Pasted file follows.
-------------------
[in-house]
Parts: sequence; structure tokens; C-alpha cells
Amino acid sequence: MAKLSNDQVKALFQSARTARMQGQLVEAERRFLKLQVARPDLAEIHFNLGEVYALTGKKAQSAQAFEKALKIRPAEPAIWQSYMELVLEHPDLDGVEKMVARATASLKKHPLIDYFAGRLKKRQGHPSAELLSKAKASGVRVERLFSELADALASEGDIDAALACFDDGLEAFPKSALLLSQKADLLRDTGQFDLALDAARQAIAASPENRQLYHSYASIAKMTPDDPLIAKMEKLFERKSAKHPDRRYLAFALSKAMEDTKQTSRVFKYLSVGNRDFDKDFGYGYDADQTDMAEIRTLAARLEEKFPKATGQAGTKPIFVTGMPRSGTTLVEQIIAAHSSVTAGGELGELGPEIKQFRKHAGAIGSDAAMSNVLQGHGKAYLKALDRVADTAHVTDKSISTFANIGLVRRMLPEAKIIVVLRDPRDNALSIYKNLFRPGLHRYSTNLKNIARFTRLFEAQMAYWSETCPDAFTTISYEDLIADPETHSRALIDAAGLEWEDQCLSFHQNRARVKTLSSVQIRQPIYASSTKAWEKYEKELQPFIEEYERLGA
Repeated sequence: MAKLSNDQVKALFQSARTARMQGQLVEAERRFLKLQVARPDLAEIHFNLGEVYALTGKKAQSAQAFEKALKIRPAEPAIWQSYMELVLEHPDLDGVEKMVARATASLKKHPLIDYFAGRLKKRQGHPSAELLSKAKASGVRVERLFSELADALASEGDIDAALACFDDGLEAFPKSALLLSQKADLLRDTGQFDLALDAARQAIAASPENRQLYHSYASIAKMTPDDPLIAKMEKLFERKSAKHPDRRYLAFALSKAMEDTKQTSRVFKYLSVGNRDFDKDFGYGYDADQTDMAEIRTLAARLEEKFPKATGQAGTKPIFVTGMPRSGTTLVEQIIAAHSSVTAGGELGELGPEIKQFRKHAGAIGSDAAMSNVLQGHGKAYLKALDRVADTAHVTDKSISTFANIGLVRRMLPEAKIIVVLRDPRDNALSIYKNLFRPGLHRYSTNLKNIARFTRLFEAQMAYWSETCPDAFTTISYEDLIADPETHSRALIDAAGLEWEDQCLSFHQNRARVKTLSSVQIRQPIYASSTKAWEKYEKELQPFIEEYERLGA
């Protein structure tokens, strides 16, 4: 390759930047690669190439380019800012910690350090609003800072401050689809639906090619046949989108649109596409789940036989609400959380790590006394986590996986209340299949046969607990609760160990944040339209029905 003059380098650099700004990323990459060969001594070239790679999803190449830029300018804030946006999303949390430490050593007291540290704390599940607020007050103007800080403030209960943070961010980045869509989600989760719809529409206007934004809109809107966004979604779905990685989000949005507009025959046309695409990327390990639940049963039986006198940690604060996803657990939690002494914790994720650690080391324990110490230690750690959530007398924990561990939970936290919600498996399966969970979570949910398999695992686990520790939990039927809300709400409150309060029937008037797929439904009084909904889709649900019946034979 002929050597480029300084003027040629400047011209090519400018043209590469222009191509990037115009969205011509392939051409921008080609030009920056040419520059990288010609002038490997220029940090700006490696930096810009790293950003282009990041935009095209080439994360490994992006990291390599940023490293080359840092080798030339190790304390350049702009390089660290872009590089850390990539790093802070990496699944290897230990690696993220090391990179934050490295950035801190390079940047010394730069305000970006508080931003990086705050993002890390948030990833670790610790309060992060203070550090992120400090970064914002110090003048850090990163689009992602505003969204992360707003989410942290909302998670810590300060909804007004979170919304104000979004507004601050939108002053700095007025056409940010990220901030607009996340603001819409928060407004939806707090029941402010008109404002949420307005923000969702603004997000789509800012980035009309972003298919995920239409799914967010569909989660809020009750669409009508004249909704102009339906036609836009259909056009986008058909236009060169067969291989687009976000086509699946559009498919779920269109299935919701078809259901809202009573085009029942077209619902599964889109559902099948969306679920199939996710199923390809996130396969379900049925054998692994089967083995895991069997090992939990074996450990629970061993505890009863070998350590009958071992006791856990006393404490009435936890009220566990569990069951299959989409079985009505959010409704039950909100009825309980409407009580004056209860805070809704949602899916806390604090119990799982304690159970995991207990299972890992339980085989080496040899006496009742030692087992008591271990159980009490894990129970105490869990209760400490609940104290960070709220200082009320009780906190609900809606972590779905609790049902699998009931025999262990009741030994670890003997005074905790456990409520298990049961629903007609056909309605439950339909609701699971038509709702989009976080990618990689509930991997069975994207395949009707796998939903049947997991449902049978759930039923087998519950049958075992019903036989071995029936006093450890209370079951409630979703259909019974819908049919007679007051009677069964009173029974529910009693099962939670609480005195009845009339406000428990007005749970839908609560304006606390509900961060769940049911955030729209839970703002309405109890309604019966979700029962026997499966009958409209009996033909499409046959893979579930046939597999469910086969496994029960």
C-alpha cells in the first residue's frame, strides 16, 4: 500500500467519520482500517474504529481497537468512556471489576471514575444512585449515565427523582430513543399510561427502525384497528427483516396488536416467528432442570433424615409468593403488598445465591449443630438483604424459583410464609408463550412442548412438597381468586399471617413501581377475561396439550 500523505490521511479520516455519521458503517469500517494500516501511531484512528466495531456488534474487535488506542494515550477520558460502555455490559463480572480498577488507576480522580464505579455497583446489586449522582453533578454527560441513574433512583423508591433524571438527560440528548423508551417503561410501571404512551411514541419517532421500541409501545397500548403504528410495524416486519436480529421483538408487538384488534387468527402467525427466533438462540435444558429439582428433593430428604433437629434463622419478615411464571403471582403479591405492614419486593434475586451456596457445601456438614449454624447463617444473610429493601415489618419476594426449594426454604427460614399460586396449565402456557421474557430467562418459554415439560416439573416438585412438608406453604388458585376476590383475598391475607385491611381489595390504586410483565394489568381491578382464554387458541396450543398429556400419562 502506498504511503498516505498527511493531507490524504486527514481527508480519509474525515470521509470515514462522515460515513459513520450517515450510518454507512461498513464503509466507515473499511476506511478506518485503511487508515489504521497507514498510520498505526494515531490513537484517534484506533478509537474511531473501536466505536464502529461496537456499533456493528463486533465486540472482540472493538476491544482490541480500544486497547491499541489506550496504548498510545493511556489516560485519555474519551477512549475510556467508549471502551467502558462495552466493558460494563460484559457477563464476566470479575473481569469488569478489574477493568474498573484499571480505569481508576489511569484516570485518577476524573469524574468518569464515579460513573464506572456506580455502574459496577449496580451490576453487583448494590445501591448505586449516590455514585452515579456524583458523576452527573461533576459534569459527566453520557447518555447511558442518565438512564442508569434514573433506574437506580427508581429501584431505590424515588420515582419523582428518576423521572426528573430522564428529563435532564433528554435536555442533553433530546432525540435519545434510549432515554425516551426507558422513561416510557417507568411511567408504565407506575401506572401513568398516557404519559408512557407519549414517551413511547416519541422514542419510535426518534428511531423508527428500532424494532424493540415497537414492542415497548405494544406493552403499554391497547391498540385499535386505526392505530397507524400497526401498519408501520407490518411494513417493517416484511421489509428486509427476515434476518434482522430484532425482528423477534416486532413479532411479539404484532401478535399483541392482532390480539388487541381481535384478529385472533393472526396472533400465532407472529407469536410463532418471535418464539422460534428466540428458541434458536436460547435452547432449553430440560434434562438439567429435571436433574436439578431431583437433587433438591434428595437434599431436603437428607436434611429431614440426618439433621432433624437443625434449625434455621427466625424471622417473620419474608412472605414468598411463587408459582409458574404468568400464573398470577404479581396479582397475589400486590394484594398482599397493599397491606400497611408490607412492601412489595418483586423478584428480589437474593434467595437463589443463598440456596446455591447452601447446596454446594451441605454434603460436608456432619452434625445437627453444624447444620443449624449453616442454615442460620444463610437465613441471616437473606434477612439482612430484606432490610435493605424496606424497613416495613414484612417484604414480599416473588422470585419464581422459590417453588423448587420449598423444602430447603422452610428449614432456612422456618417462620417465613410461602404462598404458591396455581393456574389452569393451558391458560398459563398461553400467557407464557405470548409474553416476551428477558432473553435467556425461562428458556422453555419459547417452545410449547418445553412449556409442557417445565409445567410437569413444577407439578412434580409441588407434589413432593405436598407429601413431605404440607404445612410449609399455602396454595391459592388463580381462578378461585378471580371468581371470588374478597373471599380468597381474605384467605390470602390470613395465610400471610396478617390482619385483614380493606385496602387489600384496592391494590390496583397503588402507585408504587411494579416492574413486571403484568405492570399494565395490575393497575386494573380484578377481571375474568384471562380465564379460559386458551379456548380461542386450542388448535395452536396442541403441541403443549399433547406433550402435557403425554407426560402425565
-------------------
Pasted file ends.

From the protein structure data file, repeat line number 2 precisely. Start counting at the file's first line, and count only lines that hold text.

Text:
Parts: sequence; structure tokens; C-alpha cells